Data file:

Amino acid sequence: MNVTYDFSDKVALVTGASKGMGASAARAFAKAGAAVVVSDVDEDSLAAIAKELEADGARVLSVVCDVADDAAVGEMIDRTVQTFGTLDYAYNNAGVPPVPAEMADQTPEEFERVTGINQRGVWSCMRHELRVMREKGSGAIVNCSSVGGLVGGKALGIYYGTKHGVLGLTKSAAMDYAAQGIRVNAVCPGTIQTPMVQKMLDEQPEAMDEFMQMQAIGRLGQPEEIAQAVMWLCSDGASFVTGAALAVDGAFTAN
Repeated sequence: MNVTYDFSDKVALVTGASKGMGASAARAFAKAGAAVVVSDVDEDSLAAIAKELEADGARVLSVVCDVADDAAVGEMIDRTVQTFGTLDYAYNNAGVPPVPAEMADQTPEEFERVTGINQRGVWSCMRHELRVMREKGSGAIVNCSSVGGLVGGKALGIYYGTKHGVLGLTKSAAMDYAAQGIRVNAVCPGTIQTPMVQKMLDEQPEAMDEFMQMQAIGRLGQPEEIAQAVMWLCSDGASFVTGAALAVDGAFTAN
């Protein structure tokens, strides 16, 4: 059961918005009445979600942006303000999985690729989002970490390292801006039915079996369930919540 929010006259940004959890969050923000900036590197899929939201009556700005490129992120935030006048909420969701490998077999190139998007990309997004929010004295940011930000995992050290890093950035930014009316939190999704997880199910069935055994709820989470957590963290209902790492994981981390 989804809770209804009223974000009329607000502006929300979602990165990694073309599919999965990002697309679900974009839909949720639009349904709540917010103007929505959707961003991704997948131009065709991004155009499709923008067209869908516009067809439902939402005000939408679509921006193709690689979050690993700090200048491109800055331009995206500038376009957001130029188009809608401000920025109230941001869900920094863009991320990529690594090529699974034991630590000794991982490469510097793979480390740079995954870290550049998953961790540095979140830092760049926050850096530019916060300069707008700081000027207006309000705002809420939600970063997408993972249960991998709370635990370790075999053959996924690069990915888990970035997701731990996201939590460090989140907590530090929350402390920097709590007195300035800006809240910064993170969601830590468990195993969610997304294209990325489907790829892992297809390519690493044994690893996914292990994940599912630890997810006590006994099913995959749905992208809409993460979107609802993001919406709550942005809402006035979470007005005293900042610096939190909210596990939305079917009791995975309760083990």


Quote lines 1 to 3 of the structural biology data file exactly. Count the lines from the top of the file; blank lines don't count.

Amino acid sequence: MNVTYDFSDKVALVTGASKGMGASAARAFAKAGAAVVVSDVDEDSLAAIAKELEADGARVLSVVCDVADDAAVGEMIDRTVQTFGTLDYAYNNAGVPPVPAEMADQTPEEFERVTGINQRGVWSCMRHELRVMREKGSGAIVNCSSVGGLVGGKALGIYYGTKHGVLGLTKSAAMDYAAQGIRVNAVCPGTIQTPMVQKMLDEQPEAMDEFMQMQAIGRLGQPEEIAQAVMWLCSDGASFVTGAALAVDGAFTAN
Repeated sequence: MNVTYDFSDKVALVTGASKGMGASAARAFAKAGAAVVVSDVDEDSLAAIAKELEADGARVLSVVCDVADDAAVGEMIDRTVQTFGTLDYAYNNAGVPPVPAEMADQTPEEFERVTGINQRGVWSCMRHELRVMREKGSGAIVNCSSVGGLVGGKALGIYYGTKHGVLGLTKSAAMDYAAQGIRVNAVCPGTIQTPMVQKMLDEQPEAMDEFMQMQAIGRLGQPEEIAQAVMWLCSDGASFVTGAALAVDGAFTAN
């Protein structure tokens, strides 16, 4: 059961918005009445979600942006303000999985690729989002970490390292801006039915079996369930919540 929010006259940004959890969050923000900036590197899929939201009556700005490129992120935030006048909420969701490998077999190139998007990309997004929010004295940011930000995992050290890093950035930014009316939190999704997880199910069935055994709820989470957590963290209902790492994981981390 989804809770209804009223974000009329607000502006929300979602990165990694073309599919999965990002697309679900974009839909949720639009349904709540917010103007929505959707961003991704997948131009065709991004155009499709923008067209869908516009067809439902939402005000939408679509921006193709690689979050690993700090200048491109800055331009995206500038376009957001130029188009809608401000920025109230941001869900920094863009991320990529690594090529699974034991630590000794991982490469510097793979480390740079995954870290550049998953961790540095979140830092760049926050850096530019916060300069707008700081000027207006309000705002809420939600970063997408993972249960991998709370635990370790075999053959996924690069990915888990970035997701731990996201939590460090989140907590530090929350402390920097709590007195300035800006809240910064993170969601830590468990195993969610997304294209990325489907790829892992297809390519690493044994690893996914292990994940599912630890997810006590006994099913995959749905992208809409993460979107609802993001919406709550942005809402006035979470007005005293900042610096939190909210596990939305079917009791995975309760083990």